Jolene x

    Messy testing - a few bit-some thoughts on Pulsar

    My daughter Ruby says bit-some a lot at the minute, a bit-some Peppa Pig, a bit-some cuppee are my bit-some thoughts on Pulsar.

    Pulsar has a reputation for pitting. I have tested glass from two different batches and found that both did pit when I worked with them.

    I tend to work fairly hot and it seems that Pulsar cannot stand up to prolonged heating in an intense flame without it boiling and bubbling up. This is what causes the pitting and tiny holes on the surface of some of my beads. To get the best from this beautiful transparent blue glass I found that I needed to melt Pulsar more slowly, turning my torch down a bit and working in the cooler tip of the flame. I think that Pulsar looks beautiful with blue highlight mica.

    Pulsar also seems to be sensitive to a slightly reducing (propane rich) flame. This little spacer bead has a rusty/terracotta surface discoloration. I normally associate this sort of reaction to the chemistry of the flame to opaque rather than transparent colours.

    Mostly though I think that Pulsar is made to be etched - it puts me in mind of tumbled seaglass and the ground surface of antique cobalt glass apothecary jar stoppers.

    Jolene x

    Blue Sangre

    I have tested glass from three different batches of CiM Sangre, making a series of rough spacer beads in various different flame chemistry conditions, oxygen rich, neutral, slightly reducing and a strong orange reduction flame. The spacers formed in the reduction flame are the only ones to show any signs of turning blue at all – and then only in small patches.

    None of these spacers have been struck, you can clearly see the transparent yellow areas on many of these beads which is what Sangre looks like before you reheat it to strike to red. I find though that Sangre does strike for me fully and evenly the first time that I bring it back to the flame. The picture to the left was taken indoors under artificial lighting and the glass looks darker, like toffee apple caramel rather than the vibrant and juicy red that it's true transparent shade. The image below was taken indoors also but is lit with a daylight lamp (10,000 lux) and looks much closer to true colour.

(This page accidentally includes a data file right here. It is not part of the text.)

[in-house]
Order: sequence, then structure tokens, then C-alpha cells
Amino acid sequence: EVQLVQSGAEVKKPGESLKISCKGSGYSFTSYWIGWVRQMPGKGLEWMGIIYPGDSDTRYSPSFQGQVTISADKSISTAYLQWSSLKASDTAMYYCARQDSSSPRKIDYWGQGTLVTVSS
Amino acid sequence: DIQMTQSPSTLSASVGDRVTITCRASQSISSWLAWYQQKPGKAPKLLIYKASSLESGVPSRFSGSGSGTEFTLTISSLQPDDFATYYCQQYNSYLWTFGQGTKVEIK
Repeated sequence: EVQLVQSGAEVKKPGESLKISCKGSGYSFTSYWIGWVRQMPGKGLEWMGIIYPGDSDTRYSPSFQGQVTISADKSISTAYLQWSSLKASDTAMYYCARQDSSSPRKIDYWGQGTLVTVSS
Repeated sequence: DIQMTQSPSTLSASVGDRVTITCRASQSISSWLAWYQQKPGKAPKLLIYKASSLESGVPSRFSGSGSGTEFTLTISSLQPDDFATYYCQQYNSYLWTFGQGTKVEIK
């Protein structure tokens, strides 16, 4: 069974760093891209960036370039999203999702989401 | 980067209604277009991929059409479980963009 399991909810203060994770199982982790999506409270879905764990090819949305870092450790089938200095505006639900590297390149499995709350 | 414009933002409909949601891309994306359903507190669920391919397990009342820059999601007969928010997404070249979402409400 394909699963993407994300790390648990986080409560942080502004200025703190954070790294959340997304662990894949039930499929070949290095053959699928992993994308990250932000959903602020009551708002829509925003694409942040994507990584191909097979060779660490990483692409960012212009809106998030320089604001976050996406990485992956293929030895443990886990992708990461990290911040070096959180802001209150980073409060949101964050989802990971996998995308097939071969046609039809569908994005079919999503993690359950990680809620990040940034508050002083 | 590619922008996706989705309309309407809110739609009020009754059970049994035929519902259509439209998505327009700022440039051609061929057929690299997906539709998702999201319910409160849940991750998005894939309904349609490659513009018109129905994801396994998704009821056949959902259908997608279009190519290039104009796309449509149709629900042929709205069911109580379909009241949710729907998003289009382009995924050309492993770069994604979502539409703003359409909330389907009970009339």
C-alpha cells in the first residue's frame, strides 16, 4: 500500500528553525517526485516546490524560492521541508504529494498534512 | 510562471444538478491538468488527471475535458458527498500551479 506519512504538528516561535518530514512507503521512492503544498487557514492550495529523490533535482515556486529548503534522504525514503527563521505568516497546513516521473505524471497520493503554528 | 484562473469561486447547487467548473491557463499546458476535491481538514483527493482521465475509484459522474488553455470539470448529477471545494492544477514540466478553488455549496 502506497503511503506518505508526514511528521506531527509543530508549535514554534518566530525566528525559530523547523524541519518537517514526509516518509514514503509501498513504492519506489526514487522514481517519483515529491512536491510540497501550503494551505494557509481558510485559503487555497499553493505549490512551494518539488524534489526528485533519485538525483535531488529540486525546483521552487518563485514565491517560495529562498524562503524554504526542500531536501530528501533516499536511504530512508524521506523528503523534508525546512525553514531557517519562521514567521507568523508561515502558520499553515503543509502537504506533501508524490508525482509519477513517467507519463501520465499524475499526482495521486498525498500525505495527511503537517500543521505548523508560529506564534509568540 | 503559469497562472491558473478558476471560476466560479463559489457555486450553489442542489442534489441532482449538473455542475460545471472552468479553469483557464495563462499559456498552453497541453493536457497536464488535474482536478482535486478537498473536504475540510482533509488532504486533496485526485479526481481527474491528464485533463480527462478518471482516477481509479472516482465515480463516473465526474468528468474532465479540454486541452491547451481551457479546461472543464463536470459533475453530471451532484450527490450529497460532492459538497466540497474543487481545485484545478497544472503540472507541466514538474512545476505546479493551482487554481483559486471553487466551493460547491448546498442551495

Next I made a large focal sized bead, using just Sangre, in a strong reduction flame. The results were very interesting; streaks of light grey/blue are clearly visible on the bead after kiln annealing. This bead is also totally opaque, the longer working and repeated striking has taken Sangre from unstruck two tone transparent and on to fully opaque which personally I like. It gives Sangre working properties unique in the 104 palette and is a very versatile glass

    Jolene x


    Stone Ground Vs. Opal Yellow

    Using EDP, Copper Green, Turquoise and Gold Pink together is a classic and well known combination for zingy glass reactions. I want to see if Messy Color Stone Ground will play well with these colours too.

    I decided to make simple dotty beads using Effetre handpulled Copper Green, Effetre Dark Turquoise with Cranberry Pink, Effetre Opal Yellow and Stone Ground

    Dots, dots, dots

    Each pair of beads in the picture above have been made to the same pattern. The only difference is that the beads in the left row use CiM Stone Ground; the beads in the right hand row use Effetre Opal Yellow.

    It is easy to draw some direct comparisons between the working properties of these two glasses, having used them side by side in this way. It is very difficult to gauge the difference between the relative reactiveness of the two by simply looking at the beads side by side after annealing. Once I had mixed the two sets of beads together I couldn't tell which were which anymore at all.

    dots-2 dots-4

    * I found that Opal Yellow is softer and slightly quicker to melt than CiM Stone Ground. This for me means that when used a as a base bead, it is slightly less easy to control and gravity shape.
    * My particular batch of Opal Yellow was fairly shocky whilst the Stone Ground was very well behaved when introduced to the flame.